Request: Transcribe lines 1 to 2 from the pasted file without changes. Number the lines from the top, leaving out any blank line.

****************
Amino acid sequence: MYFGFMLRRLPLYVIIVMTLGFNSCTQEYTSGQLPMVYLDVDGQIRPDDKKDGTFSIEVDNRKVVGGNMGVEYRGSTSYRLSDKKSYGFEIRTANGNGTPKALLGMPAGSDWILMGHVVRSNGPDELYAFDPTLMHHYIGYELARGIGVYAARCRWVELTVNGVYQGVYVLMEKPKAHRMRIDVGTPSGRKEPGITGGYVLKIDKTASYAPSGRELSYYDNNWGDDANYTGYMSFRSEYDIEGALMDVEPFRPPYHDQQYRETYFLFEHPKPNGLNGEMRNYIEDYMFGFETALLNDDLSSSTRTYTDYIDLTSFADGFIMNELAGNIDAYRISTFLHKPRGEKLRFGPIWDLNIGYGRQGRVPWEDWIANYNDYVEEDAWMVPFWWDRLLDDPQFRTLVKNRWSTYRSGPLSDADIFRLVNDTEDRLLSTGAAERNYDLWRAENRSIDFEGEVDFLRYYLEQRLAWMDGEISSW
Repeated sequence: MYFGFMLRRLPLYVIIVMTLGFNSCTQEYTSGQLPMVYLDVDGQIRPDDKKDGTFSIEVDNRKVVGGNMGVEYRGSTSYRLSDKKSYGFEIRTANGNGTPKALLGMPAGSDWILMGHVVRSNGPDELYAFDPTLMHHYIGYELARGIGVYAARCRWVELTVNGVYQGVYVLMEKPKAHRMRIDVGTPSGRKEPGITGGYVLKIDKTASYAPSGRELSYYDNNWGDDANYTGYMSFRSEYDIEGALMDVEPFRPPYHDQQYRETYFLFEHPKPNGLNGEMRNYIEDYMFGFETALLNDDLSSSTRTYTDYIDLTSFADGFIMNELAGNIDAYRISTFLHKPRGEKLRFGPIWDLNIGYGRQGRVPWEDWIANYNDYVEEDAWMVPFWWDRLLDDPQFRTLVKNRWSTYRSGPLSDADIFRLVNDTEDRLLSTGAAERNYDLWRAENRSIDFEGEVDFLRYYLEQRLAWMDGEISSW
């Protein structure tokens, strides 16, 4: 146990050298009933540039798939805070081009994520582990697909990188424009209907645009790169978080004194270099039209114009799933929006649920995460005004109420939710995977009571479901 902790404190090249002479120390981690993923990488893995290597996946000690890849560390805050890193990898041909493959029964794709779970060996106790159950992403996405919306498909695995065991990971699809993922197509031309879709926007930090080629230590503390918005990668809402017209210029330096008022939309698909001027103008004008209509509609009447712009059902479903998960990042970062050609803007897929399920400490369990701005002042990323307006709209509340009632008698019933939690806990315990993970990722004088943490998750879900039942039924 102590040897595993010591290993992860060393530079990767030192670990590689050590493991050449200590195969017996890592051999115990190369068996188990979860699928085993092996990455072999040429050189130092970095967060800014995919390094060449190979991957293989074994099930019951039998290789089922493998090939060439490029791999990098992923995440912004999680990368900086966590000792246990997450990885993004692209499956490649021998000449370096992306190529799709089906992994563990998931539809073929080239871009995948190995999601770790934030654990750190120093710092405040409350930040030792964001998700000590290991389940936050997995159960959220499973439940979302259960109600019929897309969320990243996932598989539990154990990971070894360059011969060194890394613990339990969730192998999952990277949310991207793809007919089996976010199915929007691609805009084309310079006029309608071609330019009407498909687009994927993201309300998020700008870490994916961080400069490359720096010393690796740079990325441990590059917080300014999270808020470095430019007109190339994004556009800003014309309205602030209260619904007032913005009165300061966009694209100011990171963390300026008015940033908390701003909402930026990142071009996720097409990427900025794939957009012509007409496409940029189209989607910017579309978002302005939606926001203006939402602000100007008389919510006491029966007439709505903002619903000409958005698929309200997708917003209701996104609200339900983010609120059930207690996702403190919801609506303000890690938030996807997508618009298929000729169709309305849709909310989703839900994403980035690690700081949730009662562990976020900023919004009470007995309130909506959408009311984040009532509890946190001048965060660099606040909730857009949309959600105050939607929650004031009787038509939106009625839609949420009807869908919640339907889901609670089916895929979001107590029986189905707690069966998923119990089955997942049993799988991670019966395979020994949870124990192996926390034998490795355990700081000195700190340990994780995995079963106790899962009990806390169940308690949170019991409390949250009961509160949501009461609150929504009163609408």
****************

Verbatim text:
Amino acid sequence: MYFGFMLRRLPLYVIIVMTLGFNSCTQEYTSGQLPMVYLDVDGQIRPDDKKDGTFSIEVDNRKVVGGNMGVEYRGSTSYRLSDKKSYGFEIRTANGNGTPKALLGMPAGSDWILMGHVVRSNGPDELYAFDPTLMHHYIGYELARGIGVYAARCRWVELTVNGVYQGVYVLMEKPKAHRMRIDVGTPSGRKEPGITGGYVLKIDKTASYAPSGRELSYYDNNWGDDANYTGYMSFRSEYDIEGALMDVEPFRPPYHDQQYRETYFLFEHPKPNGLNGEMRNYIEDYMFGFETALLNDDLSSSTRTYTDYIDLTSFADGFIMNELAGNIDAYRISTFLHKPRGEKLRFGPIWDLNIGYGRQGRVPWEDWIANYNDYVEEDAWMVPFWWDRLLDDPQFRTLVKNRWSTYRSGPLSDADIFRLVNDTEDRLLSTGAAERNYDLWRAENRSIDFEGEVDFLRYYLEQRLAWMDGEISSW
Repeated sequence: MYFGFMLRRLPLYVIIVMTLGFNSCTQEYTSGQLPMVYLDVDGQIRPDDKKDGTFSIEVDNRKVVGGNMGVEYRGSTSYRLSDKKSYGFEIRTANGNGTPKALLGMPAGSDWILMGHVVRSNGPDELYAFDPTLMHHYIGYELARGIGVYAARCRWVELTVNGVYQGVYVLMEKPKAHRMRIDVGTPSGRKEPGITGGYVLKIDKTASYAPSGRELSYYDNNWGDDANYTGYMSFRSEYDIEGALMDVEPFRPPYHDQQYRETYFLFEHPKPNGLNGEMRNYIEDYMFGFETALLNDDLSSSTRTYTDYIDLTSFADGFIMNELAGNIDAYRISTFLHKPRGEKLRFGPIWDLNIGYGRQGRVPWEDWIANYNDYVEEDAWMVPFWWDRLLDDPQFRTLVKNRWSTYRSGPLSDADIFRLVNDTEDRLLSTGAAERNYDLWRAENRSIDFEGEVDFLRYYLEQRLAWMDGEISSW